Project works on Spark IDE but not when flashed locally

Hi There,

I’ve just started trying to flash my project work locally over usb as it’s too time consuming to flash the core with the IDE over the cloud and I’m missing versioning and some advanced editing capabilities.

I have a project with a number of files that include support for nrf24l01’s over SPI amongst other things, and it all works nicely when flashing via the cloud IDE so I decided to see if I could save some time and program the core over usb instead to enable me to iterate faster.

To start I followed the guide on the github core-firmware project, cloned the repos, installed the deps and ultimately built the tinker app. This deployed nicely to my core and worked a charm.

Next I looked at a number of approaches to include my project locally but ended up taking the simple route (or so I thought) of updating application.cpp and including my other files in /src and /inc. The first thing I noticed is that I had to declare prototypes for the functions in my main application “.ino” file

  • Is this processed by the cloud IDE compiler in a similar fashion to the Arduino IDE? or am I missing something

After adding the prototypes, I managed to get my project to compile and was able to flash the core successfully, however the core attempts to start up, led flashes green and then flashes a series of red flashes (3fast,3slow,3fast, then about 8 slow) and then resets itself and the process repeats…

I then commented out the body of my loop code and replaced it with “delay(2000);Serial.print(“hello”);” retried… same problem, then I selectively identified (by commenting out various blocks of code in my setup method) that simply having “pinMode(D7, OUTPUT);” would cause this problem - remove the line and it worked fine.
Note: If I uncomment the rest of my project it flashes red again, but the above I hope will indicate to someone what I might have wrong!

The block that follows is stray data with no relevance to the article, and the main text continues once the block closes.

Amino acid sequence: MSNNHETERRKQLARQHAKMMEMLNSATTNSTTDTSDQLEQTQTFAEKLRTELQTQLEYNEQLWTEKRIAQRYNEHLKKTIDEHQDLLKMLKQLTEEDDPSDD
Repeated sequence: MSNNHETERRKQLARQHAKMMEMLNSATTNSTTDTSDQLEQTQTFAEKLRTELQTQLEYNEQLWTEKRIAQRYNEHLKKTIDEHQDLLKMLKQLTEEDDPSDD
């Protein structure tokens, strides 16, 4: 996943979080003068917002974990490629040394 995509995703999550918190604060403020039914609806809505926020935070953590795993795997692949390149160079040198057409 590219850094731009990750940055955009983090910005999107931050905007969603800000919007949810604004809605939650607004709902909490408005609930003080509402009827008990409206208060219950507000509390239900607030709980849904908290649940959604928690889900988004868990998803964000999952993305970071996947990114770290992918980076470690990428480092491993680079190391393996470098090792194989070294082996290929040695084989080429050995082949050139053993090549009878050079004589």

Has anyone any ideas or tips of what I’m doing wrong? not doing?

Thanks in advance!

A stab in the dark here.
When compiling locally, you have to

#include "application.h"

At the top of your application file.

Which local branch of the firmware are you using? If it works good with the online, try checking out the compile-server2 branch for all 3 repos and rebuilding.

git fetch
git checkout compile-server2

Try these examples for NRF24 stuff, they should compile for you follow the instructions:

Hi @miniman42

You are seeing the SOS panic code. The number of flashes after the SOS tells you which panic you have and if it is 8 flashes, that means OutOfHeap. You must have dynamically allocated objects or data and you were close to being out of memory on the webIDE but just under enough to work. In the latest master branch, there must be just a bit less memory to work with and the code runs out.

When you compile locally, there are lines output that allow you to calculate the amount of flash used and statically allocated RAM. It looks this:

arm-none-eabi-size --format=berkeley core-firmware.elf
   text    data     bss     dec     hex filename
  97932    3024   13044  114000   1bd50 core-firmware.elf

In this output, text+data = flash used and data+bss = RAM used. Off the 20K of RAM 4K is preallocated so you get 16K for data+bss.

As BDub said, you could switch back the compile-server2 branch for your repos but you may be back up against a wall again when the current master branch moves to the compile-server2 branch.

It is also possible that the current master branch, which is like a beta testing branch for new code, has some issues right now that could be fixed in the future.

If you can share the libraries you are using, we might be able to help more.

Thanks @bko, RAM looks to be the problem when using master as you suggest. It's currently just over 16K atm and it does work with the compile-server2 as @BDub suggested.

        arm-none-eabi-size --format=berkeley core-firmware.elf
       text    data     bss     dec     hex filename
      83676    2984   13840  100500   18894 core-firmware.elf

arm-none-eabi-size --format=berkeley core-firmware.elf
   text	   data	    bss	    dec	    hex	filename
  92620	   2976	  13756	 109352	  1ab28	core-firmware.elf

Looks like I'm going to have to trim the fat, I'll do some tests and make sure it also works on master...

Really great support guys, I was pulling my hair out!